Mulayam Singh Yadav’s anger against son Akhilesh’s decision to ally with Mayawati is understandable. It’s not just the shared history of bad blood between Mulayam and the BSP chief. It’s also the manner in which she’s making Akhilesh dance to her tune. It’s evident to all that she’s dominant partner in the equation. What Mayawati wants, Akhilesh makes sure she gets.
Mayawati shut the door on the Congress. And Akhilesh has had to accept it although he was quite keen to have an adjustment with the grand old party. Mayawati has extended the SP-BSP alliance to three states beyond UP: Uttarakhand, Madhya Pradesh and Bihar. The last one is a surprise because RJD leader Tejaswi Yadav has been in touch with Akhilesh for an understanding and even met with Mayawati recently. But the BSP supremo has other ideas, clearly.
Much to Akhilesh’s discomfiture, she did something similar with Om Prakash Rajbhar who heads the SuheldevBhartiyaSamaj Party. This party represents Rajbhar interests in eastern UP and is currently an ally of the BJP in Uttar Pradesh. But Rajbhar has been rebellious and angry for some time and keeps threatening to walk out of the alliance.
He had opened a channel to Akhilesh and expressed interest in joining the SP-BSP alliance. He was asking for one or two seats.
Rajbhars are a small but influential caste in some areas. Akhilesh is believed to have tried to persuade Mayawati to include SBSP. But she put her foot down firmly. No more parties in the alliance, she told Akhilesh. And so the seat distribution was announced last week, without Rajbhar. A relieved BJP immediately rewarded the SBSP leader with a bungalow, hoping that would keep him happy and on its side.
This was not all. RLD bargained hard for three seats. Mayawati was prepared to concede only two to the Jat party, Charan Singh’s traditional seat of Baghpat and Muzzaffarnagar.
But Ajit Singh dug his heels in for Mathura as a third seat. Ultimately, Akhilesh stepped in to oblige. He gave up one seat from his quota of 38 to accommodate RLD.
Mayawati has got her wish. She has established herself the senior partner in the alliance because her BSP will contest 38 seats while Akhilesh’s SP will fight 37. No wonder Mulayam Singh rapped Akhilesh on the knuckles in public the other day.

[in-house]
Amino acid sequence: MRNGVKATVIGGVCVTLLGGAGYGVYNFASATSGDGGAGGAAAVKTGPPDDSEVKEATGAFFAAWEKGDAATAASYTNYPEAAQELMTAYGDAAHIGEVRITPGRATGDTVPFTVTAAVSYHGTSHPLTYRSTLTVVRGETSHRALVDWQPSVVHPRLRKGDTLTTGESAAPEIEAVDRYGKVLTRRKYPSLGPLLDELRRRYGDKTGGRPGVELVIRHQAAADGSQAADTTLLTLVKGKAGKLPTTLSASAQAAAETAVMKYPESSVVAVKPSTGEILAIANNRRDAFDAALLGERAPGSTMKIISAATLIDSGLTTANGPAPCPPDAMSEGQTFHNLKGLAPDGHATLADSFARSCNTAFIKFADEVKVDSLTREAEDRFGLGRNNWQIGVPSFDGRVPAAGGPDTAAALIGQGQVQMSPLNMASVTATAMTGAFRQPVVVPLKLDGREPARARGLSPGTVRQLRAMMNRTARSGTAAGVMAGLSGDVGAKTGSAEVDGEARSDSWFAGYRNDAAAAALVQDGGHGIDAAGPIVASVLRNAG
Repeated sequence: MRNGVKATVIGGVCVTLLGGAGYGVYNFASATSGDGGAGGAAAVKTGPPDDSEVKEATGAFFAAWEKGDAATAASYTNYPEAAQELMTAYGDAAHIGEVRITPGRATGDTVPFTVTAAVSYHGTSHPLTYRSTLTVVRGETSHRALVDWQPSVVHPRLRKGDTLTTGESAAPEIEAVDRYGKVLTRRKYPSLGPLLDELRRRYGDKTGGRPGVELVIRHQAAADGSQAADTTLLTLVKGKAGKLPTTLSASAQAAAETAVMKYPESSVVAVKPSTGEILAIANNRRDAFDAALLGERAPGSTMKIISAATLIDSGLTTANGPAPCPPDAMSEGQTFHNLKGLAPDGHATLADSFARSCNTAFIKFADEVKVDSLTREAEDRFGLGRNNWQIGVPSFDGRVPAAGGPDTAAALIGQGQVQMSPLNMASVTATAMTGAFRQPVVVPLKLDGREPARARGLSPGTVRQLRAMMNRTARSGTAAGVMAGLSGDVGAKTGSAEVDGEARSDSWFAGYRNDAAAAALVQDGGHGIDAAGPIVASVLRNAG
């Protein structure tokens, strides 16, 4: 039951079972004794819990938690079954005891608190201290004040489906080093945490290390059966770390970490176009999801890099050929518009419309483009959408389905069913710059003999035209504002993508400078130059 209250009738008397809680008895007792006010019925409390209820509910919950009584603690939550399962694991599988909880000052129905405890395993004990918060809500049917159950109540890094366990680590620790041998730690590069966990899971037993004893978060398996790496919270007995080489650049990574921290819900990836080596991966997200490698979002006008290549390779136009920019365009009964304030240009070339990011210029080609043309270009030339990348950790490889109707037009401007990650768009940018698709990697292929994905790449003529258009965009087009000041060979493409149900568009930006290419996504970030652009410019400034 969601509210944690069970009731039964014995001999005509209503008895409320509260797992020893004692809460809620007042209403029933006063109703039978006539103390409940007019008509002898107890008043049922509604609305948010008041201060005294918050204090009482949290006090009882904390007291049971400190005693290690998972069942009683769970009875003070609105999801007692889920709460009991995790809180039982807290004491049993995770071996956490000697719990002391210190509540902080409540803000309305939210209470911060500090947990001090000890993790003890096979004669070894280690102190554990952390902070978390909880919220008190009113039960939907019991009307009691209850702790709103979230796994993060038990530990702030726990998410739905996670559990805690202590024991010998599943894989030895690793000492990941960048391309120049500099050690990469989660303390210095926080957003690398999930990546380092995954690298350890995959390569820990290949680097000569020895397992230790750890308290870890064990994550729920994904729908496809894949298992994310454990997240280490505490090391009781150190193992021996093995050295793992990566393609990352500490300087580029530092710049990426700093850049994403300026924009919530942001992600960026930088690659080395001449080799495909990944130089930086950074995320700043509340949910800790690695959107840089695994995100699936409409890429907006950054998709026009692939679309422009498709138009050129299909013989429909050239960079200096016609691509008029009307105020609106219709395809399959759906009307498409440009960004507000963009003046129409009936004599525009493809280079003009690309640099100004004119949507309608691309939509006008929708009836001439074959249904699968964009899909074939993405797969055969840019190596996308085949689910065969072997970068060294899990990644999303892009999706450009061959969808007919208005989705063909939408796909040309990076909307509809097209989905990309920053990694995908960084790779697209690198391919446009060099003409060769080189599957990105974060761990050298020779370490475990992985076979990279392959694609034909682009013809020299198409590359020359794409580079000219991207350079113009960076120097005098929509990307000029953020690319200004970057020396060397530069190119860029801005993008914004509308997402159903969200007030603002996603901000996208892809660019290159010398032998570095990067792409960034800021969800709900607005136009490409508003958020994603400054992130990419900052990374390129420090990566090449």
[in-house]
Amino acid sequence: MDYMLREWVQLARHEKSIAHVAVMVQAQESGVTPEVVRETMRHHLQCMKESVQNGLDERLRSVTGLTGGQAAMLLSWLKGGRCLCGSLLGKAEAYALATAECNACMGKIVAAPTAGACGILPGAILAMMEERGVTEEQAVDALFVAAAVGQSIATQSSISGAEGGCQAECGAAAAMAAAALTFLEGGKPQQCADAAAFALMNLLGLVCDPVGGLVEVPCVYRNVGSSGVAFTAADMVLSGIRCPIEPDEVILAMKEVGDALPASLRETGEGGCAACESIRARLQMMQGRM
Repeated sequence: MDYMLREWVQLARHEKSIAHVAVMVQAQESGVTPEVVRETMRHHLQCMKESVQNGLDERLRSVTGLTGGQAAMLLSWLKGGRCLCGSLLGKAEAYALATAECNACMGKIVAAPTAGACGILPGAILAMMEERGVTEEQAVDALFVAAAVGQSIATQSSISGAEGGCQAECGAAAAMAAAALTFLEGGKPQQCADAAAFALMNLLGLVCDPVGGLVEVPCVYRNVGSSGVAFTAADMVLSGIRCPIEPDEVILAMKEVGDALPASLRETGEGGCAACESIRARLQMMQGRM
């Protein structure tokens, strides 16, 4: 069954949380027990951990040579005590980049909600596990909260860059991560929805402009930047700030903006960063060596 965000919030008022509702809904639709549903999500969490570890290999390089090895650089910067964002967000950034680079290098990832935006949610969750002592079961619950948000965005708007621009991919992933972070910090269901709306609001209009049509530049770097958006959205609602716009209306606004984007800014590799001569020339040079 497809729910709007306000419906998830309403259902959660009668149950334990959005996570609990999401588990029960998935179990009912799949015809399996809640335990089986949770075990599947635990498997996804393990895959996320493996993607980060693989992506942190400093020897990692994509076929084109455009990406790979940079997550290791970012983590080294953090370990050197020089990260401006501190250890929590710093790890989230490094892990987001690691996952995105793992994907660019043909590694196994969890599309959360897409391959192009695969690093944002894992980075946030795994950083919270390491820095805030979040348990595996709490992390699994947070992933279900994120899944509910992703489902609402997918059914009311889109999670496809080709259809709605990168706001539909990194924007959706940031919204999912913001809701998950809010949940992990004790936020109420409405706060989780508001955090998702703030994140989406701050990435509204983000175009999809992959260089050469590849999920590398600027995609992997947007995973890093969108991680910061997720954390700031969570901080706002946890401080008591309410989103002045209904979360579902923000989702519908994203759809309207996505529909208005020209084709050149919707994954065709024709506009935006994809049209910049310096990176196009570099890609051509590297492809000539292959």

The BJP is in a quandary in Delhi. Of its seven MPs, ground reports with the RSS indicate that only two are popular enough to get re-elected. They are Harsh Vardhan from ChandniChowk and Ramesh Bidhuri from South Delhi.
All the other five are distinctly unpopular with their voters, having done precious little in terms of connecting with people and developing their constituencies.
There is pressure on the BJP to deny these five tickets in the upcoming Lok Sabha election. But there are two problems. One is to find winnable replacements for them. This is not an easy task in a city where the BJP has let its organisation go the Congress way, into steep decline.
The other problem is more ticklish. The BJP can hardly bench its state unit president, Manoj Tiwari, by not giving him a ticket.
Playing big brother
The Congress just doesn’t seem to get it. It keeps trying to play big brother to the other opposition parties and take over. The latest example is its attempt to host the next Opposition meet on Congress territory in Mohali, Punjab.
It had been decided when opposition leaders last met at SharadPawar’s house on the closing day of the budget session of Parliament that they would get together on February 26 and 27 in Delhi. The Congress decided to change that and invited the leaders to Mohali where it could play host.
So confident was the Congress that it would succeed in pushing through its plan to sit at the head of the table at the next meeting that it booked hotels, made transportation arrangements and put together other necessary logistics.
It was left to Mamata Banerjee to pour cold water on Congress hopes of being big brother. She flatly refused to go to Mohali. And the excuse she gave was that she had scheduled the release of her books in Delhi on February 26 evening.
The books are Hindi and English translations of a book of verses she penned earlier in Bengali.
Interestingly, the book release function has not been formally announced. Nor have the invitation cards been issued. If she wanted to oblige the Congress, Mamata could have tweaked the dates.
Her refusal to go to Mohali was a clear and firm message to the Congress, that it should not try and dominate the Opposition. Is the grand old party listening?
BJP circles are buzzing with speculation about Amit Shah’s absence from the function at Parliament House for the unveiling of Atal Behari Vajpayee’s portrait in Central Hall.
The ceremony was attended by all BJP MPs and most opposition ones. So Shah’s absence was all the more marked.
The buzz is that he was in Gujarat on a special political mission. Party MPs are wondering about this. After all, the Modi government ordered a rush job on Vajpayee’s portrait so that it could be placed in Parliament before its tenure end. The unveiling ceremony was an important part of the government’s calendar of events.
Significantly, Shah led the arrangements for all functions connected with Vajpayee following the former prime minister’s death. He supervised the logistics for the cremation, the procession of the cortege through the streets of the Capital, the scattering of the ashes at 100 places in the country and so on. But he was not there for the final tribute in Parliament.